Squid ink risotto – risotto al nero di seppia

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This stunning squid ink risotto recipe is a Venetian classic, with bountiful squid offering the moody ink that gives the dish its famous colour. You may need a little extra squid ink to boost the colour if the sacs of the squid are a little small, so it's wise to keep some extra on hand.

First published in 2017

One of the most iconic and famous Venetian dishes, squid ink risotto, impresses the eye as much as the palate. For those who have never seen or tasted it, the first encounter is revealing: gazing at the pitch-black plate of rice approaching the table is a show in itself; the flavour – earthy, deeply savoury, and yet strikingly sweet – does the rest.

The core of the dish is squid with its ink sacs attached. In Italy, inky squid is not hard to come across. Featuring heavily in the cooking repertoire of many regions, you’ll often be able to spot it, the pearlescent flesh stained with black, in most coastal markets across the country. In Venice and Chioggia, too, black squid is common sight, as locals use it to make traditional dishes like risotto and black squid stew. When squid ink is not available, however, I found that bottled ink works as a fine replacement; it also acts as a great colour enhancer when the natural ink contained in the squid isn’t strong enough to colour a whole pot of risotto.

This risotto recipe comes together in two steps. On the one hand you have the main act – the squid, braised in its own ink, wine, and a little tomato until melting-tender. On the other you have the rice, started off simply and then mingled with the squid sauce to form a thing of pure magic. To finish, a knob of butter goes in, but no Parmesan, so as to not overpower the sweetness of the squid. The risotto is then served ‘all’onda’ (spreading on the plate like a smooth, gentle wave) with a shy sprinkle of parsley and a couple of turns of the pepper grinder.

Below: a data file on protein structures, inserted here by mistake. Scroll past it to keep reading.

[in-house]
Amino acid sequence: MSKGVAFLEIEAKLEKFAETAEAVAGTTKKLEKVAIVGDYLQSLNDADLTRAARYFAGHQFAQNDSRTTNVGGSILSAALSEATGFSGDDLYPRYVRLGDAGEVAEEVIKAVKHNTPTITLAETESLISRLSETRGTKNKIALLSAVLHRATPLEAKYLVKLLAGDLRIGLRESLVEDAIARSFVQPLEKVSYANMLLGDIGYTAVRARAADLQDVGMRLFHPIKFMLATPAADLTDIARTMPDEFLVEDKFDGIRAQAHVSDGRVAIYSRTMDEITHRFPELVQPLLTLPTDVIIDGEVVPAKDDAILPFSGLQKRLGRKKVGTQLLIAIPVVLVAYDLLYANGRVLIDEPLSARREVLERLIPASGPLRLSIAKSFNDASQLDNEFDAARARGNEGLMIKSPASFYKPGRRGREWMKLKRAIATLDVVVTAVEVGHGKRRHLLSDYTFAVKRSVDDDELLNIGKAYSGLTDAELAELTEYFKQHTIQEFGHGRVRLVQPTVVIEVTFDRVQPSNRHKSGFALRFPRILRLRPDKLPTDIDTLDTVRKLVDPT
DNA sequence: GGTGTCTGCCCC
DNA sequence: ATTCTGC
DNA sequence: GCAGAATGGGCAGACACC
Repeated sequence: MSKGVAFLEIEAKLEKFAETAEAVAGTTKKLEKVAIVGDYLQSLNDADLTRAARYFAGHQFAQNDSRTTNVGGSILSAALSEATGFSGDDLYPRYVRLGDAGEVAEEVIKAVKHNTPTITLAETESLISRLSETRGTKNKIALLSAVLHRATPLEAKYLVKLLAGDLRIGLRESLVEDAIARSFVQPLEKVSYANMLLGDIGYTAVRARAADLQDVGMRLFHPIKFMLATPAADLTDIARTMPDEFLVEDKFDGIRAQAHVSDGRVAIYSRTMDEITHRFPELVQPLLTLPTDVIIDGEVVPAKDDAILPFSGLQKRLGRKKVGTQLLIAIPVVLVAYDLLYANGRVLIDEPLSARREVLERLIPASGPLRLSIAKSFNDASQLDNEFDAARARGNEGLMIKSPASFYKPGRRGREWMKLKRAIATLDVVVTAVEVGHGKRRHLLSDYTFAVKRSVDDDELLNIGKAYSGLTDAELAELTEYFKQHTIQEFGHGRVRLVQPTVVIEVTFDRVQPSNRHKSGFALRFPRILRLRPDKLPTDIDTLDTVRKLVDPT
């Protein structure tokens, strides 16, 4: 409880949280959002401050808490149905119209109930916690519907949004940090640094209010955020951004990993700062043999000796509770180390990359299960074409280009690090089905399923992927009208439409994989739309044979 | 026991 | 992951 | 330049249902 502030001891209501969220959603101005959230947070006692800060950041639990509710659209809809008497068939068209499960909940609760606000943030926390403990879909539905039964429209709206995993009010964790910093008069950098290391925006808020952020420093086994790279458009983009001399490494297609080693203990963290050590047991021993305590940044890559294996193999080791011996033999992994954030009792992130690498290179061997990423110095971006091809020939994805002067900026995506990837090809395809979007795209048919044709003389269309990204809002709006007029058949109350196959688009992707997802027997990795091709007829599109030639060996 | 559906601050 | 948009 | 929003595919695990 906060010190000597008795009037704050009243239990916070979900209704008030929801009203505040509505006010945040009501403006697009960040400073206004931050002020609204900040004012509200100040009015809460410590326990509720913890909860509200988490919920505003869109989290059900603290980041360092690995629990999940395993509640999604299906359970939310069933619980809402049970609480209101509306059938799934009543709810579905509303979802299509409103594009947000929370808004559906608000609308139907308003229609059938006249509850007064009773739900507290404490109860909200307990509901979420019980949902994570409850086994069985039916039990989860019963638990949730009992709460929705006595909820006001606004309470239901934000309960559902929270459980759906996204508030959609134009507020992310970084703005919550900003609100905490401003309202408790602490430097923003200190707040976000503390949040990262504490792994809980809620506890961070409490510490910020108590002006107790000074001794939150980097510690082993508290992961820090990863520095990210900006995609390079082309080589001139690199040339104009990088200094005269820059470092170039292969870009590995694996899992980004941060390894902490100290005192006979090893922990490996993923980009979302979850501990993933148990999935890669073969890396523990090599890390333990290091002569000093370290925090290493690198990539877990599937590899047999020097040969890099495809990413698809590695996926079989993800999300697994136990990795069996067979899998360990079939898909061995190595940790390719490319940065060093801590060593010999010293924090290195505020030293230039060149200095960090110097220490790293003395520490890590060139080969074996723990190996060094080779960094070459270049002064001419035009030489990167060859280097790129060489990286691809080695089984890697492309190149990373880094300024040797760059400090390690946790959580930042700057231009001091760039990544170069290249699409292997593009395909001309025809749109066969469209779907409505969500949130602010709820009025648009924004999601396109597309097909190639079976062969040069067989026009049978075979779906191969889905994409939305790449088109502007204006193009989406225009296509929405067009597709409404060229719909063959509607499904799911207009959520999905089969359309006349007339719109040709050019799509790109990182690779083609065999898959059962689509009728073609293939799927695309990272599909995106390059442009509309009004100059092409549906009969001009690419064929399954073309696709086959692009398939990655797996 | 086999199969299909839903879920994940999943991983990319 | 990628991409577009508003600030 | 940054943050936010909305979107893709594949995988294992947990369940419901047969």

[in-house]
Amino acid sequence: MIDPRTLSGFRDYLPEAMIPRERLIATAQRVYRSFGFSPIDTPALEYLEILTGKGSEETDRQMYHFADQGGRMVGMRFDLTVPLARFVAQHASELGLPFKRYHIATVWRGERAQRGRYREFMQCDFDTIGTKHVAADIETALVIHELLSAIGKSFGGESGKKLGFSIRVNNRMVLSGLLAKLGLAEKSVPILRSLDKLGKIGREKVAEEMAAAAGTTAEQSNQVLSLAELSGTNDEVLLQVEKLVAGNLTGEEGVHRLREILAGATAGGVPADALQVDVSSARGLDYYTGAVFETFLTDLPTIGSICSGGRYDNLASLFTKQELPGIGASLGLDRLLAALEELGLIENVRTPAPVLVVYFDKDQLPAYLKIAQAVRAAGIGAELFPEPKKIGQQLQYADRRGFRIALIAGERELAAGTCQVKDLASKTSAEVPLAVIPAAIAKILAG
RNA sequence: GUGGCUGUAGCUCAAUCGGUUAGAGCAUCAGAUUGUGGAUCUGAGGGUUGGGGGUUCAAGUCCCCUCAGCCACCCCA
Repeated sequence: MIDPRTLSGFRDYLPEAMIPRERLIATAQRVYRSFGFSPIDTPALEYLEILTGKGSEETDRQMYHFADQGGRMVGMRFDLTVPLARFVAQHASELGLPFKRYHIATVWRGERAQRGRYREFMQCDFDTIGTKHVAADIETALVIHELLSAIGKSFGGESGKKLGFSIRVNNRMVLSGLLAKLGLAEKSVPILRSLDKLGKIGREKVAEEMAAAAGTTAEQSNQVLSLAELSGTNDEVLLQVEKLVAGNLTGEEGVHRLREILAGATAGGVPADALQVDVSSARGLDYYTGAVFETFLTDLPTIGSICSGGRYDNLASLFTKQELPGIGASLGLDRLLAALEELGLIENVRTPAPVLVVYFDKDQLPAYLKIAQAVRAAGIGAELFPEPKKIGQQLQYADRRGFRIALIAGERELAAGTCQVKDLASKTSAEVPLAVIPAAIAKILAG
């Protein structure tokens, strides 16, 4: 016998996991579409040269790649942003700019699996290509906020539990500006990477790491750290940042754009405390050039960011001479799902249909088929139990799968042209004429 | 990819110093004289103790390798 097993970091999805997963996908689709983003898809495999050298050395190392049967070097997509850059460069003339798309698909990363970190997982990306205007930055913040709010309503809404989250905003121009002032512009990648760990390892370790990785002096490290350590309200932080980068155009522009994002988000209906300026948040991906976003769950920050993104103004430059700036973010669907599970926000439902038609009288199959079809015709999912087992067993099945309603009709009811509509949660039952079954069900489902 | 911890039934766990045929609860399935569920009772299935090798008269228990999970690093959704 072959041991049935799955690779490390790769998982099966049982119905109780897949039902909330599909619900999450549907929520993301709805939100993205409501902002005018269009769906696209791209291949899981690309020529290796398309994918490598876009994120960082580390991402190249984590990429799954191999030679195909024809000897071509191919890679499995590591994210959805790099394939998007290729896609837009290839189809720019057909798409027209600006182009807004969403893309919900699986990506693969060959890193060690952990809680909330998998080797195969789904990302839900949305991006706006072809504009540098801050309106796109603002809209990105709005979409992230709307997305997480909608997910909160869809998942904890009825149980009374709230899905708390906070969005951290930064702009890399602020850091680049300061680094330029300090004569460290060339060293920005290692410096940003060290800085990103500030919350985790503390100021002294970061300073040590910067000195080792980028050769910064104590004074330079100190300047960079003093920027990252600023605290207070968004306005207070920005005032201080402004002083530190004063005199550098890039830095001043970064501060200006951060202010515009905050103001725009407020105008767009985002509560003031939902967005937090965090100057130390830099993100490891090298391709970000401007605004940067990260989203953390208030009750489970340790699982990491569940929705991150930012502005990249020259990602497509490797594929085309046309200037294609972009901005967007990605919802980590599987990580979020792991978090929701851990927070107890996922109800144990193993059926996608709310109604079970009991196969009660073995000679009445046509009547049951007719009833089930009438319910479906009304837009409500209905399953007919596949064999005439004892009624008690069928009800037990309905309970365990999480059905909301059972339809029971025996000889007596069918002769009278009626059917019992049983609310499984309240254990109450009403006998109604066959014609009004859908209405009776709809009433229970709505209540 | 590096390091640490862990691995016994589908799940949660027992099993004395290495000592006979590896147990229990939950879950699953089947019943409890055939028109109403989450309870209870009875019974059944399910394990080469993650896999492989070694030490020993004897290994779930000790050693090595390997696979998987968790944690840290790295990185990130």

Squid ink sauce

  • 3 tbsp of extra virgin olive oil
  • 1 onion, peeled and finely chopped
  • 1 garlic clove, crushed and peeled
  • 800g of squid, cleaned (ink sacs reserved) and cut into thin strips
  • 1 tsp squid ink, (optional)
  • 120ml of dry white wine
  • 1 tbsp of tomato purée
  • 80g of unsalted butter
  • 360g of risotto rice
  • 60ml of dry white wine
  • 1.5l fish stock, heated
  • fine sea salt
  • freshly ground black pepper
  • 2 tbsp of flat-leaf parsley, finely chopped


In a saucepan set over a medium heat, fry the onion in olive oil until soft and translucent. Add the garlic and the squid with the ink diluted in a tablespoon of warm water. Cook until the liquid of the squid has evaporated
Increase the heat and add the wine and tomato concentrate. Allow the wine to evaporate, then lower the heat again, cover and let simmer for about 30 minutes, stirring often and checking for doneness – the squid should be very tender. Add a little water if you see it becoming too dry. Once ready, remove from the heat and set aside
Melt the butter in a separate, large pan. Add the rice and toast it for a couple of minutes, stirring often, until it looks opaque and smells fragrant. Pour over the wine and allow it to evaporate, then start adding a ladleful of hot stock and, as you see it being absorbed by the rice, add some more
Carry on this way, adding stock a little at the time, for about 16–18 minutes, stirring all the while. Halfway through, stir in the black squid sauce. Taste and season accordingly
When the rice feels tender but is still al dente and the risotto looks creamy and wet, remove from the heat and add the butter and parsley; stir energetically until fully incorporated
Spoon the risotto onto flat serving plates and pat it so that it spreads across the plate. Serve straight away

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Valeria Necchio is an Italian food writer and photographer with roots in the Venetian countryside.

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